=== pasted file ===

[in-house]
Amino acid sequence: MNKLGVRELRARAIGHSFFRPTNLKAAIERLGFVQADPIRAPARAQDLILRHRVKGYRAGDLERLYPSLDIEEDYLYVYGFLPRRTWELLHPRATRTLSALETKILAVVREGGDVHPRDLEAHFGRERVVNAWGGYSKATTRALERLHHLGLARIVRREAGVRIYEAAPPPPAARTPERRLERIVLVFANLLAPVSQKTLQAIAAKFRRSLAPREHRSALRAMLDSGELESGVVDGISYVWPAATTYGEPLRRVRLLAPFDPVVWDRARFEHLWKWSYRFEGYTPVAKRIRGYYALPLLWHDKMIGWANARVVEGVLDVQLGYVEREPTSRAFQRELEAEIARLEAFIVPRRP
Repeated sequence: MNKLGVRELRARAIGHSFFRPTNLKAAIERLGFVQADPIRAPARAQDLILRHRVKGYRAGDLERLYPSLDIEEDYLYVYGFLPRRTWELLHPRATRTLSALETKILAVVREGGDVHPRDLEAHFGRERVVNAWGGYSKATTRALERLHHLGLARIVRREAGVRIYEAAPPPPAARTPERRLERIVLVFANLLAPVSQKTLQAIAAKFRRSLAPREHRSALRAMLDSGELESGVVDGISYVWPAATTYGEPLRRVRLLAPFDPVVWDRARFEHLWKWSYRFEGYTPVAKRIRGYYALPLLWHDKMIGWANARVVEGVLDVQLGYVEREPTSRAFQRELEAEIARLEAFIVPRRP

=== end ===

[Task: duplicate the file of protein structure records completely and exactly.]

[in-house]
Amino acid sequence: MNKLGVRELRARAIGHSFFRPTNLKAAIERLGFVQADPIRAPARAQDLILRHRVKGYRAGDLERLYPSLDIEEDYLYVYGFLPRRTWELLHPRATRTLSALETKILAVVREGGDVHPRDLEAHFGRERVVNAWGGYSKATTRALERLHHLGLARIVRREAGVRIYEAAPPPPAARTPERRLERIVLVFANLLAPVSQKTLQAIAAKFRRSLAPREHRSALRAMLDSGELESGVVDGISYVWPAATTYGEPLRRVRLLAPFDPVVWDRARFEHLWKWSYRFEGYTPVAKRIRGYYALPLLWHDKMIGWANARVVEGVLDVQLGYVEREPTSRAFQRELEAEIARLEAFIVPRRP
Repeated sequence: MNKLGVRELRARAIGHSFFRPTNLKAAIERLGFVQADPIRAPARAQDLILRHRVKGYRAGDLERLYPSLDIEEDYLYVYGFLPRRTWELLHPRATRTLSALETKILAVVREGGDVHPRDLEAHFGRERVVNAWGGYSKATTRALERLHHLGLARIVRREAGVRIYEAAPPPPAARTPERRLERIVLVFANLLAPVSQKTLQAIAAKFRRSLAPREHRSALRAMLDSGELESGVVDGISYVWPAATTYGEPLRRVRLLAPFDPVVWDRARFEHLWKWSYRFEGYTPVAKRIRGYYALPLLWHDKMIGWANARVVEGVLDVQLGYVEREPTSRAFQRELEAEIARLEAFIVPRRP